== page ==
Youth sports expose worst in ‘grown-ups’
Tennis phenom shuns fame, glory
I have two sons who are actively involved in sports. It seems most kids are these days, doesn’t it?
An entire industry has grown around equipping, training and commercializing athletics at the youngest ages. Call me cynical, but in some ways, I think youth sports today can be more about winning and losing than about how the game is played. Have our kids’ activities become a smokescreen for parental competition and pressure?
I am surprised at the way “grown-ups” are acting at some athletic events. They fight with each other, curse officials and generally act in ways that would shock Emily Post. Baseball games for 7-year-olds shouldn’t be more out-of-hand than a Jerry Springer show.
I guess that makes me an idealist.
There are many kids with dreams of athletic stardom. Such aspirations can be a very positive thing if these dreams are counter balanced with a dose of reality. Statistics show that the chances of a child becoming a professional athlete are slimmer than Nicole Richey. Can I tell my kids that without seeming like a dream basher?
Perhaps, I won’t need to. Sometimes, reality sinks in for children when parents remain blinded by ambition. Suddenly, a kid quits playing a sport upon which parents have already pinned hopes for a college scholarship.
Do we put too much pressure on our kids? I have identified three basic types of parents that can be found at any local youth athletic event. (I won’t say which of the three I am.)
1) The I-was-not-a-good-athlete-and-I-will-live-vicariously-through-my-child’s-success parent. There were no All-Star teams in this person’s childhood. Little Johnny can make up for Pop’s ineptness and prove that the family gene pool includes markers for hand-eye coordination.
2) The I-was-an-exceptional-athlete-and-my-child-will-be-too-darn-it parent. Sure, sweet Sarah is intelligent and well-behaved, but if she doesn’t get three hits today she’ll be in timeout until April.
3) The I-just-want-my-child-to-be-happy-and-learn-about-good-sportsmanship parent. The future of the world is not riding on their child’s shooting percentage. Participating in sports is just one outlet of many that combine to make a well-rounded individual. If this child is successful in sports, fine. Most importantly, is this child successful in life?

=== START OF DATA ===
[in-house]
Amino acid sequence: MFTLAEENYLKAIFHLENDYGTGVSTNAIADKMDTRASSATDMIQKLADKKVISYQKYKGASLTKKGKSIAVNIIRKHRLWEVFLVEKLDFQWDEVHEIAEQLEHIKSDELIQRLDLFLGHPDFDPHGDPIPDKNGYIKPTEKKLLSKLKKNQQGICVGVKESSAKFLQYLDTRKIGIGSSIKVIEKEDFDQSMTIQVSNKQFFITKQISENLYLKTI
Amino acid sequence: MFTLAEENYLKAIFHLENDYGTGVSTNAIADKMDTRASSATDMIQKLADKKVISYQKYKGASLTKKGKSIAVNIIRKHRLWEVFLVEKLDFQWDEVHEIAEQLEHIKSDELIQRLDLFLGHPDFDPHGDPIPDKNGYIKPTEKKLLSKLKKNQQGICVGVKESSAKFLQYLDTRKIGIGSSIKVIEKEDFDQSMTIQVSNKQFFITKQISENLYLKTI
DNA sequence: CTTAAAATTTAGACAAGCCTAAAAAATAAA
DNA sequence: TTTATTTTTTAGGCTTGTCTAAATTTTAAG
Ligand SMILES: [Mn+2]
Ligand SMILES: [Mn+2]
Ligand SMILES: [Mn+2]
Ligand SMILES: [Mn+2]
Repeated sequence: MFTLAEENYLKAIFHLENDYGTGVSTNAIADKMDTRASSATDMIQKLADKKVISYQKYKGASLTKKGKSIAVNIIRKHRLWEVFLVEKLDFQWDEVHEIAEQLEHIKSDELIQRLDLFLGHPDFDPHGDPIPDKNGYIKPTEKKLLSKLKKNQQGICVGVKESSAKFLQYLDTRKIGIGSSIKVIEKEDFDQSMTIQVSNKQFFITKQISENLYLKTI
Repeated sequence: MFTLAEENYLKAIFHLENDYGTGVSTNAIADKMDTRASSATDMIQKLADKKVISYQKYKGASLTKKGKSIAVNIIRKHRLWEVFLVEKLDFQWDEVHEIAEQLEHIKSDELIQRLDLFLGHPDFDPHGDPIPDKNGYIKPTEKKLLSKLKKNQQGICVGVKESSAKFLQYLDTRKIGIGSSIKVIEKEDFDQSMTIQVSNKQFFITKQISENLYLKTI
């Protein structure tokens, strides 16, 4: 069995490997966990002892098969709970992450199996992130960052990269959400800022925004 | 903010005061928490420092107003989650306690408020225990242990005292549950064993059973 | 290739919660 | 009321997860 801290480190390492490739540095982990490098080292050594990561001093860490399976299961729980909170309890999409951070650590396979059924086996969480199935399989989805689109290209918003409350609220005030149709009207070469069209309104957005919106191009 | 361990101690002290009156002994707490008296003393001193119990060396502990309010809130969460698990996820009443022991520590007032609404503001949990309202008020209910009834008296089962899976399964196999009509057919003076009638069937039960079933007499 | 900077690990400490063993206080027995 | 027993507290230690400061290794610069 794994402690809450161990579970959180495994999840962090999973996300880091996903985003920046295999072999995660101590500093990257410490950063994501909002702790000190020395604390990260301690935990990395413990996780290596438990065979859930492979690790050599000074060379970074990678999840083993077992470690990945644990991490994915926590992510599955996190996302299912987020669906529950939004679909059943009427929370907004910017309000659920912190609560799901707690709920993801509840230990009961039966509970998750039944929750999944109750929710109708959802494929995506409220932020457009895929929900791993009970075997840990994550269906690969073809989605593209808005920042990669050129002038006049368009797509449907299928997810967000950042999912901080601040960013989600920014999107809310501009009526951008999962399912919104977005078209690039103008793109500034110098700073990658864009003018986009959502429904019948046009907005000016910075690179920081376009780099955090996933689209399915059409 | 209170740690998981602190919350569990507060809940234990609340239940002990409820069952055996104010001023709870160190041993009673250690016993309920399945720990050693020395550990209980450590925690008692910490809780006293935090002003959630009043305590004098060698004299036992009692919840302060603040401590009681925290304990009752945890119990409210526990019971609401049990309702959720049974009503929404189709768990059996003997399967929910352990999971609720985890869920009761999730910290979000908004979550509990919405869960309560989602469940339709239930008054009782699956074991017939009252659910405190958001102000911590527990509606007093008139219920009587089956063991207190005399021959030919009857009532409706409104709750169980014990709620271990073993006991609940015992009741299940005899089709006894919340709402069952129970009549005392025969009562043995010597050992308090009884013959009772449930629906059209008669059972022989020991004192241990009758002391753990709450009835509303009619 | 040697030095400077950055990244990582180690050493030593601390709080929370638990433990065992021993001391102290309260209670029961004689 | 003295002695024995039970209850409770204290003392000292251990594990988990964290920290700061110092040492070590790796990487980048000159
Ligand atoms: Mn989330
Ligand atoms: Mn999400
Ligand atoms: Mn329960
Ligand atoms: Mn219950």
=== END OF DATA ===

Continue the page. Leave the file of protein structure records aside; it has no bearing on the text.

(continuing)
Attending these games, I am often reminded of my near-brush with athletic Superstardom.
I once dreamed of being a professional tennis player. Don’t laugh. It almost happened in the days when racquets were made of wood and tennis shorts looked like underwear.
Worldwide fame was in my grasp just after I received the runner-up ribbon for the Robeson County 12-and-under tennis tournament. Finishing second out of four players saddled me with the “next big thing in sports” tag.
Sure, I reveled in the adoration heaped upon me after the mention in the local newspaper. My story was placed under the standings of the “Just Happy to Be Alive” senior bowling league. If memory serves, it read like this, “ … and Ray ‘Questions’ McKiethen (note misspelling of name) earned the runner-up ribbon.”
I still get chills.
In case you’re wondering; “Questions” was my nickname. I’ve had many nicknames. (I’m told I have several here at the WDN, but no one will tell me what they are.) “Questions” is one of my favorites. I was the annoying kid hanging out at the tennis center who peppered the pro, Tony Leonard, with thousands of questions each day.
I’m stringing a racquet … what does it look like I’m doing, ya’ goof?
Go practice your serve, Questions.
I don’t think he liked me very much. Coach Leonard had a question mark painted on the strings of my racquet and avoided me a great deal, for some reason.
Sadly, my tennis glory days were short-lived. I folded under the intense pressure of the media spotlight following the newspaper story and its prominent placement on our refrigerator. I wanted so bad to be “just a regular kid” at school but jealousy and envy caused classmates to shun me.
So, I stopped wearing my Questions line of clothing and 24-carat bling. I smashed my Tad-Davis Highpoint racquet and left it all behind.
If the time comes that my kids’ dreams of athletic stardom aren’t realized; I hope I’ll be grown-up enough to leave them behind, too.
Thankfully, there are alternatives in youth sports for parents, and kids, who want to have fun in organized leagues without focusing solely on wins and losses. Upward Basketball is a Christ-centered youth program that enables kids to learn about basketball, sportsmanship and God. Thanks to Stacy and Walker Lynch and St. Peter’s Episcopal Church for bringing this community-wide, open-to-all program available in this area.
Ray McKeithan is associate publisher of the Washington Daily News. If you have questions or comments about operations, policies or content in the WDN that can be addressed in future columns, please send an e-mail to: firstname.lastname@example.org or call 252-940-4205.